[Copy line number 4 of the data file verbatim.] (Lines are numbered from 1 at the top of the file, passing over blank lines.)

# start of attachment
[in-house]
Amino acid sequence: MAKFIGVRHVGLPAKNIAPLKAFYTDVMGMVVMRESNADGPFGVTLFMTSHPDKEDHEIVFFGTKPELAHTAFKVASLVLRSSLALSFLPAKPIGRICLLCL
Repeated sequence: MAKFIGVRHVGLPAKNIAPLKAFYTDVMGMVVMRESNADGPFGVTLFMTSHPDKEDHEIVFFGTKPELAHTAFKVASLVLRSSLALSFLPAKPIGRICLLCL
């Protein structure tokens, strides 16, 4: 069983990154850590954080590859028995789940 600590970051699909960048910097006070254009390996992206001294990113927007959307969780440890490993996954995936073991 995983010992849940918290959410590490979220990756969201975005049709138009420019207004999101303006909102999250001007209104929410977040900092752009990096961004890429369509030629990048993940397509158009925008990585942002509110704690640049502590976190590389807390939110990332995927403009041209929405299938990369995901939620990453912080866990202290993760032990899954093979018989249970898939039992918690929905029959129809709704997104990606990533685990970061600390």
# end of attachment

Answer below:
């Protein structure tokens, strides 16, 4: 069983990154850590954080590859028995789940 600590970051699909960048910097006070254009390996992206001294990113927007959307969780440890490993996954995936073991 995983010992849940918290959410590490979220990756969201975005049709138009420019207004999101303006909102999250001007209104929410977040900092752009990096961004890429369509030629990048993940397509158009925008990585942002509110704690640049502590976190590389807390939110990332995927403009041209929405299938990369995901939620990453912080866990202290993760032990899954093979018989249970898939039992918690929905029959129809709704997104990606990533685990970061600390």